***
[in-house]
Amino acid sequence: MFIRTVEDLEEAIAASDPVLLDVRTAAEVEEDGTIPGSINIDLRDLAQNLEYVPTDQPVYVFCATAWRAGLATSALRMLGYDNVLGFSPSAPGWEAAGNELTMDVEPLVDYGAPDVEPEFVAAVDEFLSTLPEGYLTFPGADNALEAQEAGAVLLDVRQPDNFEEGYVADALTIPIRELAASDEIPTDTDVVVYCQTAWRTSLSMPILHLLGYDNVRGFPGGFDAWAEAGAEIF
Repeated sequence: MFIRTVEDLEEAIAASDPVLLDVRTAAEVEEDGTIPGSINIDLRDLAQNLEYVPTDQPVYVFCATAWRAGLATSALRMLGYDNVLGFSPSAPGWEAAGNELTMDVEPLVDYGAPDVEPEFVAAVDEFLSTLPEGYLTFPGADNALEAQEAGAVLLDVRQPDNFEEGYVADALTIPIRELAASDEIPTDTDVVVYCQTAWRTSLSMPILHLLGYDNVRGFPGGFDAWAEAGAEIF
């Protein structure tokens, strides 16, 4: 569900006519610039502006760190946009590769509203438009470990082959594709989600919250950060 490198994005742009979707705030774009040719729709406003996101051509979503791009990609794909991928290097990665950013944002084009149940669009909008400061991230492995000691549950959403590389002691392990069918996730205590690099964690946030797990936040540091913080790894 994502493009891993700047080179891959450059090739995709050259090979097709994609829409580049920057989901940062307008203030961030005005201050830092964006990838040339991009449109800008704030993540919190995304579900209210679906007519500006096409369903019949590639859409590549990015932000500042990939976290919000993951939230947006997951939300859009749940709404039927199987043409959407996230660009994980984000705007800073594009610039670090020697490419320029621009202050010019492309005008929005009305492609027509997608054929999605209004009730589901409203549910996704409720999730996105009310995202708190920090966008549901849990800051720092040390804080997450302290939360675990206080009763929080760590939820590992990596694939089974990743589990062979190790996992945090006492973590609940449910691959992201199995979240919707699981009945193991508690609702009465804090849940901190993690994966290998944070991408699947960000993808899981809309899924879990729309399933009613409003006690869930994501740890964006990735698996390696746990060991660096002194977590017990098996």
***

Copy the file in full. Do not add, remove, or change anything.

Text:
[in-house]
Amino acid sequence: MFIRTVEDLEEAIAASDPVLLDVRTAAEVEEDGTIPGSINIDLRDLAQNLEYVPTDQPVYVFCATAWRAGLATSALRMLGYDNVLGFSPSAPGWEAAGNELTMDVEPLVDYGAPDVEPEFVAAVDEFLSTLPEGYLTFPGADNALEAQEAGAVLLDVRQPDNFEEGYVADALTIPIRELAASDEIPTDTDVVVYCQTAWRTSLSMPILHLLGYDNVRGFPGGFDAWAEAGAEIF
Repeated sequence: MFIRTVEDLEEAIAASDPVLLDVRTAAEVEEDGTIPGSINIDLRDLAQNLEYVPTDQPVYVFCATAWRAGLATSALRMLGYDNVLGFSPSAPGWEAAGNELTMDVEPLVDYGAPDVEPEFVAAVDEFLSTLPEGYLTFPGADNALEAQEAGAVLLDVRQPDNFEEGYVADALTIPIRELAASDEIPTDTDVVVYCQTAWRTSLSMPILHLLGYDNVRGFPGGFDAWAEAGAEIF
């Protein structure tokens, strides 16, 4: 569900006519610039502006760190946009590769509203438009470990082959594709989600919250950060 490198994005742009979707705030774009040719729709406003996101051509979503791009990609794909991928290097990665950013944002084009149940669009909008400061991230492995000691549950959403590389002691392990069918996730205590690099964690946030797990936040540091913080790894 994502493009891993700047080179891959450059090739995709050259090979097709994609829409580049920057989901940062307008203030961030005005201050830092964006990838040339991009449109800008704030993540919190995304579900209210679906007519500006096409369903019949590639859409590549990015932000500042990939976290919000993951939230947006997951939300859009749940709404039927199987043409959407996230660009994980984000705007800073594009610039670090020697490419320029621009202050010019492309005008929005009305492609027509997608054929999605209004009730589901409203549910996704409720999730996105009310995202708190920090966008549901849990800051720092040390804080997450302290939360675990206080009763929080760590939820590992990596694939089974990743589990062979190790996992945090006492973590609940449910691959992201199995979240919707699981009945193991508690609702009465804090849940901190993690994966290998944070991408699947960000993808899981809309899924879990729309399933009613409003006690869930994501740890964006990735698996390696746990060991660096002194977590017990098996």